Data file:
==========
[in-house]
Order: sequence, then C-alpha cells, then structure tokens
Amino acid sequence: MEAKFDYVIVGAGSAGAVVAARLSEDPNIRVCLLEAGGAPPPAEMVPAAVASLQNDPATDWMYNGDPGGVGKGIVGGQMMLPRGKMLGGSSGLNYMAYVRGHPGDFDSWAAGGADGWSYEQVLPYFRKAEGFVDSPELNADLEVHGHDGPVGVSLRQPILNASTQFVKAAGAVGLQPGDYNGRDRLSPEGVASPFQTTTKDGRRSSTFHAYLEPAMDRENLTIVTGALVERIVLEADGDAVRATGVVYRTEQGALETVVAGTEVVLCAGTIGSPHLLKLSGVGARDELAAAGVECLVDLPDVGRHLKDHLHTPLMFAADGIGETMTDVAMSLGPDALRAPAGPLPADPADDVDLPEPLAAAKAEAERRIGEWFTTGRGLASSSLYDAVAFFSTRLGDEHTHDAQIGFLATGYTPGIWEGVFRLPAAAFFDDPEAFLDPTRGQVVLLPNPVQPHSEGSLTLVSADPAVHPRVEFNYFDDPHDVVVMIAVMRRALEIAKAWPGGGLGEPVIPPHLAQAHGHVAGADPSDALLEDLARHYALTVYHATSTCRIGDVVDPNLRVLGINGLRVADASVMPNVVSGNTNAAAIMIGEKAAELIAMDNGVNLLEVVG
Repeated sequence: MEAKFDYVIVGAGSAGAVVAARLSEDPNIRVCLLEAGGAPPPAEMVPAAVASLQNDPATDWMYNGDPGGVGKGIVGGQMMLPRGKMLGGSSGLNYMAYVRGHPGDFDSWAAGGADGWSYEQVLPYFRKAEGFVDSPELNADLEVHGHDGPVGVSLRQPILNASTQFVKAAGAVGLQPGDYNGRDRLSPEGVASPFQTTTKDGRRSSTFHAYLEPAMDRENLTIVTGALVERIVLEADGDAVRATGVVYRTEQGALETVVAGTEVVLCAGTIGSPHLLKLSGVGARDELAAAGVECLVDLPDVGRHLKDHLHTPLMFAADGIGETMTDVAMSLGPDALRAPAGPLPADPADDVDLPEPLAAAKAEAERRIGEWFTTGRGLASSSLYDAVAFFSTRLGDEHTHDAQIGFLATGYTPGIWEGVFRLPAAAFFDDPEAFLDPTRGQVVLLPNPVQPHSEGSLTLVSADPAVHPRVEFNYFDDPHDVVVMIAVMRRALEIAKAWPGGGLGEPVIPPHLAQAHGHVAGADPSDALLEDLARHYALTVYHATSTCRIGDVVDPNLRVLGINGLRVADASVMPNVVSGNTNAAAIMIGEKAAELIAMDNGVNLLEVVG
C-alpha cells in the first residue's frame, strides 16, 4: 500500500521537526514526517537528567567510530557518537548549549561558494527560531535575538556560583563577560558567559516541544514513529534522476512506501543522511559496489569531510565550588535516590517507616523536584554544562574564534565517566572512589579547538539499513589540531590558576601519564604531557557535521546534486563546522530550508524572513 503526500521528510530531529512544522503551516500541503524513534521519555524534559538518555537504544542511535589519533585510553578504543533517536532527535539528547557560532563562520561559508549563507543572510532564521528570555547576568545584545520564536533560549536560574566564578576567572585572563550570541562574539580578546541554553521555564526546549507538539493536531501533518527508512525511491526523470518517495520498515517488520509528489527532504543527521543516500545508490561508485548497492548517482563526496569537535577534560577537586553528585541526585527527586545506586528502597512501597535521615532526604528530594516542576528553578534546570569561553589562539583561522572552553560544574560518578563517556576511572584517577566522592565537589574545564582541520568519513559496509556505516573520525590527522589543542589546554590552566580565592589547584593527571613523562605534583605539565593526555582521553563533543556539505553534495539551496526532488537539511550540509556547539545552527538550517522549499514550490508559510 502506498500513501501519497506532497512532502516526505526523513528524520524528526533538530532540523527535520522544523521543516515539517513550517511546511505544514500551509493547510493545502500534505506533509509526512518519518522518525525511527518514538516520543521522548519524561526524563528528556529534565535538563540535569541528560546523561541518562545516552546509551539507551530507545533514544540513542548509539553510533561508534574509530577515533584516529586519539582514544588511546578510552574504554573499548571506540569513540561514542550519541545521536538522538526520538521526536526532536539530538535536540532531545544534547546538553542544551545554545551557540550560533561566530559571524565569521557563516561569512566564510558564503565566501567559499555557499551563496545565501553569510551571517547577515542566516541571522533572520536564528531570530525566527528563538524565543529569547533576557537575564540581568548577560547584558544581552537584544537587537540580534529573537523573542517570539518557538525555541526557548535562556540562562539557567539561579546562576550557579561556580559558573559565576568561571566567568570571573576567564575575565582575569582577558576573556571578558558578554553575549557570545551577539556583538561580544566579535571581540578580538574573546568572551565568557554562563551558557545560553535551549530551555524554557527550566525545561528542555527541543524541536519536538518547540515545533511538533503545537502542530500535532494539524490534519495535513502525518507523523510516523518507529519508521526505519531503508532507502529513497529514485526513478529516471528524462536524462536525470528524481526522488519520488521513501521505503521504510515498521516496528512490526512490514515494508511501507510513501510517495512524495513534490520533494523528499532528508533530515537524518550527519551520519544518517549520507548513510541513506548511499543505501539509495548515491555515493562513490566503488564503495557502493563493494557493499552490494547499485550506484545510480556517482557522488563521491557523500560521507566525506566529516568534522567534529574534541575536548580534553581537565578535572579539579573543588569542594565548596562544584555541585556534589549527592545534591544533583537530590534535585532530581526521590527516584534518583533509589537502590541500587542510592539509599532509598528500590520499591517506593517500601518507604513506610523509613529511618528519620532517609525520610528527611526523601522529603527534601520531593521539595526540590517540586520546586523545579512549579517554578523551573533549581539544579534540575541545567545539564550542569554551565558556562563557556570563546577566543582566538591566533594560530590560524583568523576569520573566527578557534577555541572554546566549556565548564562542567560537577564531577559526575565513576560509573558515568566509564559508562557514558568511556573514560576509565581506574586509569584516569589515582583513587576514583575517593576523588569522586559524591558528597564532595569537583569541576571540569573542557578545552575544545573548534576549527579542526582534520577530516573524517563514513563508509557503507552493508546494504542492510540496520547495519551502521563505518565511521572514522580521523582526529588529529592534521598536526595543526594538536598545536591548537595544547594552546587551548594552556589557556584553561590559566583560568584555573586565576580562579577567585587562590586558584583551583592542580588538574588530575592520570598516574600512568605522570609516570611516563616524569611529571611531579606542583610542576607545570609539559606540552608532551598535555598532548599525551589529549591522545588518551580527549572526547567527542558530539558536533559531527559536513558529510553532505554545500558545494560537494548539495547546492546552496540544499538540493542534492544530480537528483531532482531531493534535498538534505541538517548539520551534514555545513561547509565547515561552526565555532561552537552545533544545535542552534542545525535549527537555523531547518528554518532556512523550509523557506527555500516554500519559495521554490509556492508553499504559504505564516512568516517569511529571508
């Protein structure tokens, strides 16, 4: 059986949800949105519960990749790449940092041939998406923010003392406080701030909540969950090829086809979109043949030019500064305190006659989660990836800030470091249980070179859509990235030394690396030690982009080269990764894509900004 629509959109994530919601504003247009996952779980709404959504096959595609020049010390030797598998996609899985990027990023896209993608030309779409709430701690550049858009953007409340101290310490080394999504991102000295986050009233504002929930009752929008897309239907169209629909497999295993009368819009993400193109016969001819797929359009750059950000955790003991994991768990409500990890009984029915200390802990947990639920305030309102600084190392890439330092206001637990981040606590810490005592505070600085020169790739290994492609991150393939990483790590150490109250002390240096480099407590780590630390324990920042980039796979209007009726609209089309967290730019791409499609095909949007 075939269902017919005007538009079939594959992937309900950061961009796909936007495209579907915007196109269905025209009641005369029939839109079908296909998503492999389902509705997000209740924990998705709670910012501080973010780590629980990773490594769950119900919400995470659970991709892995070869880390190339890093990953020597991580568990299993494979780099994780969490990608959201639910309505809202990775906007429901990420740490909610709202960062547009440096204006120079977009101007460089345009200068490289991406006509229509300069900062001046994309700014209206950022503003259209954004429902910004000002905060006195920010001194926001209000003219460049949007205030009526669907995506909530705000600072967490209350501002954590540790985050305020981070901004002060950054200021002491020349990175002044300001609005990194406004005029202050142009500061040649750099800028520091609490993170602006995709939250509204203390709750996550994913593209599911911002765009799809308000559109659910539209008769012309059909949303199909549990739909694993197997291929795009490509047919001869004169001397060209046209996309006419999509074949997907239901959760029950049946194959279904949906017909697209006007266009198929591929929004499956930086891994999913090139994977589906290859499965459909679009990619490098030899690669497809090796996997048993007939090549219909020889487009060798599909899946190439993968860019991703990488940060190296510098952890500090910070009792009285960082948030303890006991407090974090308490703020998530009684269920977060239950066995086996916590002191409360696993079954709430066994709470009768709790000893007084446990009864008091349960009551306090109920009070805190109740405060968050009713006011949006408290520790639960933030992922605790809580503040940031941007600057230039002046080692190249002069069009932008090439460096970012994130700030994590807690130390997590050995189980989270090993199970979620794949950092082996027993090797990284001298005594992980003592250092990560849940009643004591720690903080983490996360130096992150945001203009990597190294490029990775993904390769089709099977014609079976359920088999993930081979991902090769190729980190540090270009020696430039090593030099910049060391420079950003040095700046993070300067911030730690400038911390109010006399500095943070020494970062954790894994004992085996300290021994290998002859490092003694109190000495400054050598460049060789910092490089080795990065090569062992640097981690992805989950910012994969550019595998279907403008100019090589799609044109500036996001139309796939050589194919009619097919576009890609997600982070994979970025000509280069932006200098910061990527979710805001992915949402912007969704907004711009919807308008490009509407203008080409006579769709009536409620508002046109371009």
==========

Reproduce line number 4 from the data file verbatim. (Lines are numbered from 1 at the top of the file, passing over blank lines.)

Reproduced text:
Repeated sequence: MEAKFDYVIVGAGSAGAVVAARLSEDPNIRVCLLEAGGAPPPAEMVPAAVASLQNDPATDWMYNGDPGGVGKGIVGGQMMLPRGKMLGGSSGLNYMAYVRGHPGDFDSWAAGGADGWSYEQVLPYFRKAEGFVDSPELNADLEVHGHDGPVGVSLRQPILNASTQFVKAAGAVGLQPGDYNGRDRLSPEGVASPFQTTTKDGRRSSTFHAYLEPAMDRENLTIVTGALVERIVLEADGDAVRATGVVYRTEQGALETVVAGTEVVLCAGTIGSPHLLKLSGVGARDELAAAGVECLVDLPDVGRHLKDHLHTPLMFAADGIGETMTDVAMSLGPDALRAPAGPLPADPADDVDLPEPLAAAKAEAERRIGEWFTTGRGLASSSLYDAVAFFSTRLGDEHTHDAQIGFLATGYTPGIWEGVFRLPAAAFFDDPEAFLDPTRGQVVLLPNPVQPHSEGSLTLVSADPAVHPRVEFNYFDDPHDVVVMIAVMRRALEIAKAWPGGGLGEPVIPPHLAQAHGHVAGADPSDALLEDLARHYALTVYHATSTCRIGDVVDPNLRVLGINGLRVADASVMPNVVSGNTNAAAIMIGEKAAELIAMDNGVNLLEVVG